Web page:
According to Marshall’s office, the NYPD said the returned weapons included 17 revolvers, eight semi-automatic handguns and one rifle. Three of the surrendered weapons were loaded, they said.

The June 29 event followed a similar event held by Marshall and the NYPD last year that netted 55 guns.

Summing up the night’s activity, Marshall stated: “Today we succeeded in getting 29 dangerous weapons off our borough’s streets.” She pointed out, “Our haul included eight semi-automatic weapons, which are the most problematic in terms of street crime. While we obtained fewer guns this year than last, we still succeeded in reducing the chances of Queens residents being killed or wounded by firearms. Who knows what we will end up preventing.”

Marshall also explained that she allocated $50,000 from her office’s discretionary fund to pay for the buyback. A $200 bank card was paid for each eligible handgun or assault rifle, and a $20 bank card was issued in exchange for each eligible shotgun or conventional rifle.

The event was held in memory of D’aja Robinson, the 14-year-old student shot and killed on May 18 by a gunman who wildly fired shots into the bus she was riding in Jamaica. Marshall thanked NYPD Commissioner Ray Kelly and Queens DA Richard Brown for their officers’ support and cooperation.

Marshall explained anyone can turn in a gun anonymously at any police station, Transit District or Housing Police service area station house and be paid for it. More than 8,200 firearms have been surrendered since the NYPD program to buy back guns started five years ago. And Marshall also said that if you know someone who is carrying, selling or using handguns illegally, you can call anonymously and receive a $1,000 reward. Call 866- GUN STOP (866-486-7867).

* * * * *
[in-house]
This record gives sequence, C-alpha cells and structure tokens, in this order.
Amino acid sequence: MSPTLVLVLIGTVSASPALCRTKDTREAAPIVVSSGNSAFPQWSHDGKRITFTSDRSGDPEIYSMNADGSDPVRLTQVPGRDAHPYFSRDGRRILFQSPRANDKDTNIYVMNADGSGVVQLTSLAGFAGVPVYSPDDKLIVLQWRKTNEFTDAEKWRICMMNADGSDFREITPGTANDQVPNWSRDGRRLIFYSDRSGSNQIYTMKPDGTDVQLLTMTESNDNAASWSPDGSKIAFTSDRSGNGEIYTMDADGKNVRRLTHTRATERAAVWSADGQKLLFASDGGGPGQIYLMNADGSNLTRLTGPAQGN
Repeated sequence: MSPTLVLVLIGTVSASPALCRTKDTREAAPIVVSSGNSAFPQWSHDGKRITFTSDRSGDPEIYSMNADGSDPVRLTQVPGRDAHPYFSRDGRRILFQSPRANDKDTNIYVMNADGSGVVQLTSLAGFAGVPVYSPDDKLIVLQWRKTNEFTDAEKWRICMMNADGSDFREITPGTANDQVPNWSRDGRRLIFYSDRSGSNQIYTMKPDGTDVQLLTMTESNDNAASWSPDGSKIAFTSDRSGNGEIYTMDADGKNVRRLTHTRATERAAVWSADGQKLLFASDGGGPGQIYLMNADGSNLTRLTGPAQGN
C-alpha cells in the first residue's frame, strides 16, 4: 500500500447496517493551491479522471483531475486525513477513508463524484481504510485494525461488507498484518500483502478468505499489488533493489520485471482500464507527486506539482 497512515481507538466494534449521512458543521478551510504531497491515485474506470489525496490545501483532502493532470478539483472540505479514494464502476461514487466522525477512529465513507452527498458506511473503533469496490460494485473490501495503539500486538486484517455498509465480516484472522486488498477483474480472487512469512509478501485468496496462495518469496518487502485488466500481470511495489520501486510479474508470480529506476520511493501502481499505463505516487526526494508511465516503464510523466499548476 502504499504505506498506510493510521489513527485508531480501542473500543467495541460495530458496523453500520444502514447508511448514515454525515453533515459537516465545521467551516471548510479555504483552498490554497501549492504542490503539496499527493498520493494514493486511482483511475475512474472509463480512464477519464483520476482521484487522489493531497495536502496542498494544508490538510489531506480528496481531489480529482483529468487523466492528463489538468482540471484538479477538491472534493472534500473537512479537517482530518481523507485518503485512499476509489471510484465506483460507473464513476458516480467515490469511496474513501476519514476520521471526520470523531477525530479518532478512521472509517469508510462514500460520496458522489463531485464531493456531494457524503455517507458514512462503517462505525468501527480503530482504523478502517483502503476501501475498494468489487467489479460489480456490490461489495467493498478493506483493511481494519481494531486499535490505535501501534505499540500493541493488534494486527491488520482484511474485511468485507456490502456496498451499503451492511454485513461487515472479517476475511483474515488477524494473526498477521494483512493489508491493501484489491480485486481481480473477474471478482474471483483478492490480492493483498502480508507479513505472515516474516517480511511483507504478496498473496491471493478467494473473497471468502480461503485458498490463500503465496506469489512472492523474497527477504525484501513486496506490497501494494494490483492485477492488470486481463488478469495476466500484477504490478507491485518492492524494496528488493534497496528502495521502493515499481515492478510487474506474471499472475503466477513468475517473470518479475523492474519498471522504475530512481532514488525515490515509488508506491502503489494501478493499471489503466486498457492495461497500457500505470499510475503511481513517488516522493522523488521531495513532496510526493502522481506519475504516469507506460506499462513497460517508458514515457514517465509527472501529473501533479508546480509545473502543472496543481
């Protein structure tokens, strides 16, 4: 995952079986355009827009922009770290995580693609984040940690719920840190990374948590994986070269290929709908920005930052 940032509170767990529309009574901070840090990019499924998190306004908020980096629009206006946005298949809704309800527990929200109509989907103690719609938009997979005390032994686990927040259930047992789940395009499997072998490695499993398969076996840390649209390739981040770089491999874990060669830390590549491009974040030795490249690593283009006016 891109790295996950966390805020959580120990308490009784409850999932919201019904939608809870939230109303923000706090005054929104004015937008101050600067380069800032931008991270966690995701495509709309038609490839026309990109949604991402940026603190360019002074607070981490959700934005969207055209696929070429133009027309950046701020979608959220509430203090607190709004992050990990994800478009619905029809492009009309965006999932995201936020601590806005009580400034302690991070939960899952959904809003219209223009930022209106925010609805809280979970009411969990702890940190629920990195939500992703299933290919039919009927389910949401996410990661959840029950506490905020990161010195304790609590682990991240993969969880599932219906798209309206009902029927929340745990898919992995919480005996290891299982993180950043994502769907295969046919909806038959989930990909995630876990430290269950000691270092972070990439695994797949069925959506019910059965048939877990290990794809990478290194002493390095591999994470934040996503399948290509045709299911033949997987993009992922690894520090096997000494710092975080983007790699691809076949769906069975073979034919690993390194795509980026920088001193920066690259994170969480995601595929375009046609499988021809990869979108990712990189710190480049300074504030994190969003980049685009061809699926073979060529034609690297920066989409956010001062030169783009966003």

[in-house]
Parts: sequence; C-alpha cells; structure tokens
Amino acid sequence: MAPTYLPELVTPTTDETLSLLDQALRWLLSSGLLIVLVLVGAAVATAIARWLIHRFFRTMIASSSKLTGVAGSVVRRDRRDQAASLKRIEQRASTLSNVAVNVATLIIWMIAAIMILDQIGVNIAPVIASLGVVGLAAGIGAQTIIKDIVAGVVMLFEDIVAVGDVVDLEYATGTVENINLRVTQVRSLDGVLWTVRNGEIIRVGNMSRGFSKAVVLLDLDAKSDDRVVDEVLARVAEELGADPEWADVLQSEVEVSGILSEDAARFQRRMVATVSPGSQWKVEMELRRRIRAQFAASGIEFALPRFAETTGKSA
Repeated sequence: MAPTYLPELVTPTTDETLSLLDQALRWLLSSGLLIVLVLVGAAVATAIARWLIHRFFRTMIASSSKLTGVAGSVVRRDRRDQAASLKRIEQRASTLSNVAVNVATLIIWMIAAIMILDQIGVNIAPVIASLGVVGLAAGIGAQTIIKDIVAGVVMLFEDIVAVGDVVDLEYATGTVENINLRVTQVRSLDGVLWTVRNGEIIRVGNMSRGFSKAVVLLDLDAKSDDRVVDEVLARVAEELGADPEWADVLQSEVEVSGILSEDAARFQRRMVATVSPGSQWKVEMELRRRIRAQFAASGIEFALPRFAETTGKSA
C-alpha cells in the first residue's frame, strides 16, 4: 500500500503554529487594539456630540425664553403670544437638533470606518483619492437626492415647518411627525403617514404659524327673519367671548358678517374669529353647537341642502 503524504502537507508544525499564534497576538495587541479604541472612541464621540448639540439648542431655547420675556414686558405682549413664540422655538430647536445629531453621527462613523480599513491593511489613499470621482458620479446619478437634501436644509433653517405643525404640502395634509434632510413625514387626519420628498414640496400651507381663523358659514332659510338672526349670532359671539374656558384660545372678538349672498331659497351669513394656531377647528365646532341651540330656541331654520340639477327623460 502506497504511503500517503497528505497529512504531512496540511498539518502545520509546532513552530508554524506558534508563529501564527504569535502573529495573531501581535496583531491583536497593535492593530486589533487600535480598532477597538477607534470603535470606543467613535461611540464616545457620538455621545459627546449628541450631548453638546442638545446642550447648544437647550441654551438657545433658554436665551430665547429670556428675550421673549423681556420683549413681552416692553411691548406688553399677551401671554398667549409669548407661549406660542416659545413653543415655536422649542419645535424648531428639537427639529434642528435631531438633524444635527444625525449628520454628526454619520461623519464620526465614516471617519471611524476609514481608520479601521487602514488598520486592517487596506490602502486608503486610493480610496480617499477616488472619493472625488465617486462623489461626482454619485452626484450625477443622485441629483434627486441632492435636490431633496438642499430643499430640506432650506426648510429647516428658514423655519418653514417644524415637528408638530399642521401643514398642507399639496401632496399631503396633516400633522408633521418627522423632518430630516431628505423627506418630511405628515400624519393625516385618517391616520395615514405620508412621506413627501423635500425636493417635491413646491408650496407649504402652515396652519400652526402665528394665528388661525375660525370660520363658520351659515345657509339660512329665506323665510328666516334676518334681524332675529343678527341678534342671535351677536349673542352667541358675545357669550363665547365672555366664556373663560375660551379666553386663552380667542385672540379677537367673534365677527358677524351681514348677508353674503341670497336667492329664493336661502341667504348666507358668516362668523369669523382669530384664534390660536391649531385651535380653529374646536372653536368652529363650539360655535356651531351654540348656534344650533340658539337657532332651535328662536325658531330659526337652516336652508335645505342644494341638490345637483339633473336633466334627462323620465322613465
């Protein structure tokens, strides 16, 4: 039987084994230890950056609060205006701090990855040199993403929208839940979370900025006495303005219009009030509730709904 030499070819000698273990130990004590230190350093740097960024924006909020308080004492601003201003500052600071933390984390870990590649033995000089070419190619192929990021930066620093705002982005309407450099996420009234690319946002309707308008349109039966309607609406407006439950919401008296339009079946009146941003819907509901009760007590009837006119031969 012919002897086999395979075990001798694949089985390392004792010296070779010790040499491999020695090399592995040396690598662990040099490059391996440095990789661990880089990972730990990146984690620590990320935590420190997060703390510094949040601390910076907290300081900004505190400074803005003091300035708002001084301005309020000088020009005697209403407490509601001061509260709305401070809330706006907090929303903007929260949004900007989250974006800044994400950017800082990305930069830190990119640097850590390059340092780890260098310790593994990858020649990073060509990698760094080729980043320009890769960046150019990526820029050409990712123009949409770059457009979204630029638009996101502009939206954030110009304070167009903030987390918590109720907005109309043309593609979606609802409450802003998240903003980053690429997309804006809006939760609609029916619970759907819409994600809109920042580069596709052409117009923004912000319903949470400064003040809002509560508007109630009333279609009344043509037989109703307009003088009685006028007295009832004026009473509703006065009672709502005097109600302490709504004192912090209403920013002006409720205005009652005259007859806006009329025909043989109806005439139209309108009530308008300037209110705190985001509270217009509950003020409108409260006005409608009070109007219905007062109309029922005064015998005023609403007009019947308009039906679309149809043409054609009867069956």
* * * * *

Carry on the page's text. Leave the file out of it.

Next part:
DENDEKKER: NON-UNION BUILD SITES MORE DANGEROUS: Commenting on a report that found “72 percent of all construction worker fatalities between 2008 and 2012 occurred on non-union construction sites [in New York City],” Assemblymember Michael DenDekker proposed that the problem might be minimized by “increased training and continuing education”.

DenDekker (D–WFP-Jackson Heights) said he learned of the safety shortfalls at a forum sponsored by the city Central Labor Council to discuss construction safety and a report card on the subject presented by the Occupational Safety and Health Agency (OSHA).

Zeroing in on the report, DenDekker said it revealed that of the 21 deaths that occurred between 2008-2010, the 13 workers killed were from companies that had 30 or fewer employees. Ten of the deaths occurred on Queens job sites.

Regarding his assertion that more training and education might save more lives, DenDekker explained, “This is the way we will help keep both New York City residents and the construction workers safe without being over-intrusive. Nonunion construction workers do not get the extensive training and safety education that the construction trade unions are currently providing.

“The city and state should also review construction company safety records and compliance before awarding public taxpayer-funded contracts for future construction jobs. There is an absolute obligation for developers, construction companies, contractors and sub-contractors to protect their workers from serious injuries and fatalities. Those companies that refuse to comply with industry safety practices must be held accountable or be barred from getting city or state funded projects.”